Impacting my social life was what prevented me from quitting alcohol well before I actually did. It was my #1 fear and it’s real. Although I do believe the pandemic has made a much bigger dent in my social life – everyone’s social life – than alcohol.
You will probably find, like I did, that when you make your Pros and Cons list about what you’re changing, your Pros list is much longer than your Con list. It’s about what you value. A social life is important to me but my health is more important. I trust that in time my social life will sort itself out, I just need to be patient. I can’t say the same about my health. That needed my proactive attention.
Like your WHY list, use your Pros and Cons list to guide you in making your decision to continue on your journey or not.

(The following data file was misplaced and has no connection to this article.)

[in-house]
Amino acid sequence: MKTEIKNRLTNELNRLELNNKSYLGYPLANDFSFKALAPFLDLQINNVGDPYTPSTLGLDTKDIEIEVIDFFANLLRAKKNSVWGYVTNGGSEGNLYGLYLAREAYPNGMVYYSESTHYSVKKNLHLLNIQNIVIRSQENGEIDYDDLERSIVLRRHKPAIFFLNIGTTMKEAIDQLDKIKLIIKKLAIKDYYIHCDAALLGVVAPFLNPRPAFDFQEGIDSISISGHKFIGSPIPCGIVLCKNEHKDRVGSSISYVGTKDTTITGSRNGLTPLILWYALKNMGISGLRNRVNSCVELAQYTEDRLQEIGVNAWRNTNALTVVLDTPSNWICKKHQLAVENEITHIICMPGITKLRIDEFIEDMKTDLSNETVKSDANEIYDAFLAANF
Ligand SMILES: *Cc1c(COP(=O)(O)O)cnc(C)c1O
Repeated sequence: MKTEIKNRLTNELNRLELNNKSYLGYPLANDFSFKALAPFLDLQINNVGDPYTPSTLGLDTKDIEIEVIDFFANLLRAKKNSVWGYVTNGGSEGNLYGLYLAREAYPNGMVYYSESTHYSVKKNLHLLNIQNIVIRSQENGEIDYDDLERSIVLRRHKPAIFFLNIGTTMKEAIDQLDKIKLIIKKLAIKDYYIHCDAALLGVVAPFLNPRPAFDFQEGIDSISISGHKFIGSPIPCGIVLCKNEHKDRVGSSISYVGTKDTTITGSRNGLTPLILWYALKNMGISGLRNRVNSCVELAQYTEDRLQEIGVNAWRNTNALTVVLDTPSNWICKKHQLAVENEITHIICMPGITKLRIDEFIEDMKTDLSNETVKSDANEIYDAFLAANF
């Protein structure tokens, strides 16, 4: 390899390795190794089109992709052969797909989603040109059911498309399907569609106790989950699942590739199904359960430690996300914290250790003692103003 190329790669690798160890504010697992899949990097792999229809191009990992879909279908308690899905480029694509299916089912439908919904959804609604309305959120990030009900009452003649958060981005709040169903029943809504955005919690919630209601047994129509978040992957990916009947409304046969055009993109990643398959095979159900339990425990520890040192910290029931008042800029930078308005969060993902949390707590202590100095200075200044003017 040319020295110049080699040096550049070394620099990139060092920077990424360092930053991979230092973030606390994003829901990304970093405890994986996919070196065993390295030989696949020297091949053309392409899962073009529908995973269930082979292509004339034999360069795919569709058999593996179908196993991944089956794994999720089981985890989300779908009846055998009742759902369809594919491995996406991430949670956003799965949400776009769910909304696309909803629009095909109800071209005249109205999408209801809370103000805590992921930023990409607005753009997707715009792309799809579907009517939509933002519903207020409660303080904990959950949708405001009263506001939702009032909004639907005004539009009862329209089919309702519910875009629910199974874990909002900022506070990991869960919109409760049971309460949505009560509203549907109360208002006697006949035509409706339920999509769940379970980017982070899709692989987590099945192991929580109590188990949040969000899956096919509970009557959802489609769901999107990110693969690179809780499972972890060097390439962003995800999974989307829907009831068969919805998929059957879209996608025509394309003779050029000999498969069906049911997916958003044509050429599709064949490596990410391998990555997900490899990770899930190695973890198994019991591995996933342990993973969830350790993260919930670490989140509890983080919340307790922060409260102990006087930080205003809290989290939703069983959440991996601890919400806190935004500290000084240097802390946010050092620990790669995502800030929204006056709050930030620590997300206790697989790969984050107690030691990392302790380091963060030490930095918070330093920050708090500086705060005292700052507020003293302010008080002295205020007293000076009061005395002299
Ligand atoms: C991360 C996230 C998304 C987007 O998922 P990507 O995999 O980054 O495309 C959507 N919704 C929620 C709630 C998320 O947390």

Let’s say you’re coming to the end of your 30-day trip, driving your own bus. Do you want to make a u-turn and go back to your former lifestyle? Or do you want to keep traveling on your journey? Thirty days is a long time but it might not be long enough to really know if this new change is temporary or permanent. Think about how long a month is compared to your lifetime. Not much!
I decided that after 30 days of not drinking, I needed more time. Because of the pandemic, I was home all the time and I couldn’t experience what sobriety was like in the outside world: at restaurants, with friends, while traveling. I also experienced so much change, both mentally and physically, I wanted to see what 30 more days of not drinking alcohol would reveal.